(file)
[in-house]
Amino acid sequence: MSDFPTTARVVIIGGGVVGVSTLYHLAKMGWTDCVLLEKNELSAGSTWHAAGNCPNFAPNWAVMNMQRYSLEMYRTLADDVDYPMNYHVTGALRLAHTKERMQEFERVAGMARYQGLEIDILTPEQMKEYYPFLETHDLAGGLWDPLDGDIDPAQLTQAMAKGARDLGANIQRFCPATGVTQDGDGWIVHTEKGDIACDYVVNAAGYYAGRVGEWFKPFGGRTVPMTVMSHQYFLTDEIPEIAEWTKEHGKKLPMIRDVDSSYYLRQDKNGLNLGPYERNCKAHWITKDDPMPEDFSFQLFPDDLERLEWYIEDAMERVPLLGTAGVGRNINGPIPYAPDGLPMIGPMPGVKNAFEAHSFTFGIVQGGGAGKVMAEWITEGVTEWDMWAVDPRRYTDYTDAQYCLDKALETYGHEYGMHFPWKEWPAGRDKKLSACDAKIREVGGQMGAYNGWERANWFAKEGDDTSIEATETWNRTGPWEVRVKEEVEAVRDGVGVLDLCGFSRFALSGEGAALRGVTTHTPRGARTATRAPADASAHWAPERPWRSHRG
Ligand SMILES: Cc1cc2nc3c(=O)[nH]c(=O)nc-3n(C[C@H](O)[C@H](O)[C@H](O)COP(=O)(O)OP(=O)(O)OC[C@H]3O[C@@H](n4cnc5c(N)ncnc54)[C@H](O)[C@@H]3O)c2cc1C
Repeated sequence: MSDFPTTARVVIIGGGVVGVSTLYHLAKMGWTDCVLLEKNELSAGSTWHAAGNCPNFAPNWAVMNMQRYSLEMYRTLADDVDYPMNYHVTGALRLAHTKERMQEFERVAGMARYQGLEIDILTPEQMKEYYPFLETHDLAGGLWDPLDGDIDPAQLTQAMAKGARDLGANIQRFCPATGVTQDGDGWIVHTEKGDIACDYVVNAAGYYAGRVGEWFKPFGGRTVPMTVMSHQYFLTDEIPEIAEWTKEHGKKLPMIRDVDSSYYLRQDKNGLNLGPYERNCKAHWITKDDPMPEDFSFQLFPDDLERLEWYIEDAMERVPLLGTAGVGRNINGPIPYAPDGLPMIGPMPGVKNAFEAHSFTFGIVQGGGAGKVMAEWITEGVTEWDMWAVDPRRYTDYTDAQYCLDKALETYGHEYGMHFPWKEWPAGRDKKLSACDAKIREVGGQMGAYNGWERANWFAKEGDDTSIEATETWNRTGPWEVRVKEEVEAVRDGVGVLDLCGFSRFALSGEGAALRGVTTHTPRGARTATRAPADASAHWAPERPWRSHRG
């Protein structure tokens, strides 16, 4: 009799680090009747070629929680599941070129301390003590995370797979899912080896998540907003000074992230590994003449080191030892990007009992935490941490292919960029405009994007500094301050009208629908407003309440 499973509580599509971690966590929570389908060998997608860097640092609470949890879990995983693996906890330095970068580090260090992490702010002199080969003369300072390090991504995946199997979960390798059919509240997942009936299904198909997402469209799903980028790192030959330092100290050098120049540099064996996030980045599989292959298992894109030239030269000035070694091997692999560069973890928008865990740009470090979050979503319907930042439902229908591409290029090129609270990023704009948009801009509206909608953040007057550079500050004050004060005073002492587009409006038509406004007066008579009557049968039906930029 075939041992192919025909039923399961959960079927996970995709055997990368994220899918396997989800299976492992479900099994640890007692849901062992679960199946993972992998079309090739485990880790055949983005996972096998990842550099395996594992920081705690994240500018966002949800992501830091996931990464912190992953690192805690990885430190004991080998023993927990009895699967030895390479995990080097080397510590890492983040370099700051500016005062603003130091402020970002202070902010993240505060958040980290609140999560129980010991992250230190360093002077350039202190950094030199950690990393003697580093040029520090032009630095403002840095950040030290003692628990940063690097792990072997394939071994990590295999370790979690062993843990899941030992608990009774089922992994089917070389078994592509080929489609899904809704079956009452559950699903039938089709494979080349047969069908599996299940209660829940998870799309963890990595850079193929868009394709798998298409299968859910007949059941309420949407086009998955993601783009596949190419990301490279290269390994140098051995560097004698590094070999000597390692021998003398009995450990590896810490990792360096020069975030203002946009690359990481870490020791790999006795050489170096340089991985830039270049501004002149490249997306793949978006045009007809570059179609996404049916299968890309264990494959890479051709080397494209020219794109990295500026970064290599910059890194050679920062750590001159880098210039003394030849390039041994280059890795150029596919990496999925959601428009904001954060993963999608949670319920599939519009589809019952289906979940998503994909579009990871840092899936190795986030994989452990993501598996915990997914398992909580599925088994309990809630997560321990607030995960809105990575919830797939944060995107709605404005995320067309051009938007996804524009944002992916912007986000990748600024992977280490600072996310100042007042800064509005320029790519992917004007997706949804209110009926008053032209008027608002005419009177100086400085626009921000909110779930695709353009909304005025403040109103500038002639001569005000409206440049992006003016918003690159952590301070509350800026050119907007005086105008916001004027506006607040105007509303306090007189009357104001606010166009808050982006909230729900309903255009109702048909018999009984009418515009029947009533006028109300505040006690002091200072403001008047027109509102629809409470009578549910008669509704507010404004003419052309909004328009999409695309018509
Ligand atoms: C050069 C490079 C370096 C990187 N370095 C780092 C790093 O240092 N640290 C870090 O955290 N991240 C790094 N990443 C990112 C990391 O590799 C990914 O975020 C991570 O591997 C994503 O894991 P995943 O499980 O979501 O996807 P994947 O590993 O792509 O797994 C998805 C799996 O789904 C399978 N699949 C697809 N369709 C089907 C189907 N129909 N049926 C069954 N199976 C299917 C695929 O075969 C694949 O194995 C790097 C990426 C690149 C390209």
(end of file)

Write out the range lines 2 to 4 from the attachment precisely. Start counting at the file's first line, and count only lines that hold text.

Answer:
Amino acid sequence: MSDFPTTARVVIIGGGVVGVSTLYHLAKMGWTDCVLLEKNELSAGSTWHAAGNCPNFAPNWAVMNMQRYSLEMYRTLADDVDYPMNYHVTGALRLAHTKERMQEFERVAGMARYQGLEIDILTPEQMKEYYPFLETHDLAGGLWDPLDGDIDPAQLTQAMAKGARDLGANIQRFCPATGVTQDGDGWIVHTEKGDIACDYVVNAAGYYAGRVGEWFKPFGGRTVPMTVMSHQYFLTDEIPEIAEWTKEHGKKLPMIRDVDSSYYLRQDKNGLNLGPYERNCKAHWITKDDPMPEDFSFQLFPDDLERLEWYIEDAMERVPLLGTAGVGRNINGPIPYAPDGLPMIGPMPGVKNAFEAHSFTFGIVQGGGAGKVMAEWITEGVTEWDMWAVDPRRYTDYTDAQYCLDKALETYGHEYGMHFPWKEWPAGRDKKLSACDAKIREVGGQMGAYNGWERANWFAKEGDDTSIEATETWNRTGPWEVRVKEEVEAVRDGVGVLDLCGFSRFALSGEGAALRGVTTHTPRGARTATRAPADASAHWAPERPWRSHRG
Ligand SMILES: Cc1cc2nc3c(=O)[nH]c(=O)nc-3n(C[C@H](O)[C@H](O)[C@H](O)COP(=O)(O)OP(=O)(O)OC[C@H]3O[C@@H](n4cnc5c(N)ncnc54)[C@H](O)[C@@H]3O)c2cc1C
Repeated sequence: MSDFPTTARVVIIGGGVVGVSTLYHLAKMGWTDCVLLEKNELSAGSTWHAAGNCPNFAPNWAVMNMQRYSLEMYRTLADDVDYPMNYHVTGALRLAHTKERMQEFERVAGMARYQGLEIDILTPEQMKEYYPFLETHDLAGGLWDPLDGDIDPAQLTQAMAKGARDLGANIQRFCPATGVTQDGDGWIVHTEKGDIACDYVVNAAGYYAGRVGEWFKPFGGRTVPMTVMSHQYFLTDEIPEIAEWTKEHGKKLPMIRDVDSSYYLRQDKNGLNLGPYERNCKAHWITKDDPMPEDFSFQLFPDDLERLEWYIEDAMERVPLLGTAGVGRNINGPIPYAPDGLPMIGPMPGVKNAFEAHSFTFGIVQGGGAGKVMAEWITEGVTEWDMWAVDPRRYTDYTDAQYCLDKALETYGHEYGMHFPWKEWPAGRDKKLSACDAKIREVGGQMGAYNGWERANWFAKEGDDTSIEATETWNRTGPWEVRVKEEVEAVRDGVGVLDLCGFSRFALSGEGAALRGVTTHTPRGARTATRAPADASAHWAPERPWRSHRG